Treating Neck Pain from Sports Injuries

Neck pain is a common complaint among athletes who play contact sports like football, hockey, wrestling, and rugby. The neck is vulnerable to injuries like muscle strains, ligament sprains, pinched nerves, and even fractures or dislocations of the cervical vertebrae. While some neck injuries require immediate medical care, most sports-related neck pain can be treated at home with rest, ice, over-the-counter pain medication, and gentle stretches and exercises.

The most common cause of neck pain in athletes is muscle strain. Sports like football often involve impacts that violently whip the head and neck backwards or sideways. The abrupt motion overstretches the neck muscles, leading to inflammation, soreness, and spasm over the next 24-48 hours. Using ice packs for 15-20 minutes several times a day can help reduce swelling and inflammation. Over-the-counter anti-inflammatory medications like ibuprofen are also helpful for relieving pain and allowing the strained muscles to heal. Resting the neck as much as possible and avoiding activities that aggravate the pain speeds recovery.

Once the most intense pain has subsided after a couple days, athletes can begin gently stretching and exercising the neck to restore full mobility. Simple stretches include gently tilting the head to each side, turning the head to look over each shoulder, and bending the neck carefully to bring the ear towards each shoulder. Move slowly through the full range of motion to the point of mild stretch only. Heat packs can be applied before stretching to warm up the injured muscles. Athletes should move the neck gently through all directions for 5-10 minutes 2-3 times per day.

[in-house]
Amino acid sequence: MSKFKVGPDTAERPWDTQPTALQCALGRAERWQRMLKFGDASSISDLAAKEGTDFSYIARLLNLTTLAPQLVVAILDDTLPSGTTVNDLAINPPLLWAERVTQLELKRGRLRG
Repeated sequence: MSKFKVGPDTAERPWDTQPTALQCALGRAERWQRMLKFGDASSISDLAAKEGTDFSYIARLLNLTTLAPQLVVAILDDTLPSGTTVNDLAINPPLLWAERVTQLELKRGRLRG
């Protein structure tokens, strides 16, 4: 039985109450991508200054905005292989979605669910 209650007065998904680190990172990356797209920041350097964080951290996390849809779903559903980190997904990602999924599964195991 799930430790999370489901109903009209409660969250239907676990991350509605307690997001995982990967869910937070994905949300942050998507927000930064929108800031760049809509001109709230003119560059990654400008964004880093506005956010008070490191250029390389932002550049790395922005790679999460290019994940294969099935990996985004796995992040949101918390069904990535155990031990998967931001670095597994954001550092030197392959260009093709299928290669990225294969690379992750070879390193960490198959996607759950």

Strengthening exercises for the neck muscles are also important after an injury. Simple isometric exercises done in an upright seated position like pressing the palm of the hand against the forehead and resisting, and pressing the back of the head against the hand and resisting, activate the neck muscles without excessive strain. Hold each isometric exercise for 5 seconds and repeat 10 times, 2-3 sessions per day. When the neck has regained close to normal mobility and strength, resistance band exercises can be added to continue strengthening the muscles. Always start with low resistance and high repetition to avoid re-injury. Full return to contact sports should only occur after the neck has regained symmetrical mobility and muscle strength compared to the uninjured side.

Poor neck posture during sports is also a very common source of chronic neck pain in athletes. Sports like bicycling and running encourage an excessive forward head posture that places added strain on the neck over time. A physical therapist can help identify postural issues and correct them with appropriate stretching and strengthening exercises. Improving posture decreases mechanical stress on the neck and helps prevent recurring neck strains.

While most sports-related neck injuries will heal well with conservative treatment, recurrent or persistent neck pain should be evaluated by a doctor. An MRI or x-ray may be warranted to assess for more serious injuries like cervical disc herniations or fractures. Herniated discs often require referral to a spine specialist. Thankfully, most neck injuries in athletes respond very well to a combination of brief rest, ice, over-the-counter anti-inflammatories, and gradual return to activity with attention to proper neck conditioning and mechanics. Learning to protect the vulnerable neck during contact sports reduces the likelihood of painful injuries in the future. With proper treatment, athletes can regain neck mobility and strength and continue participating in their favorite sports.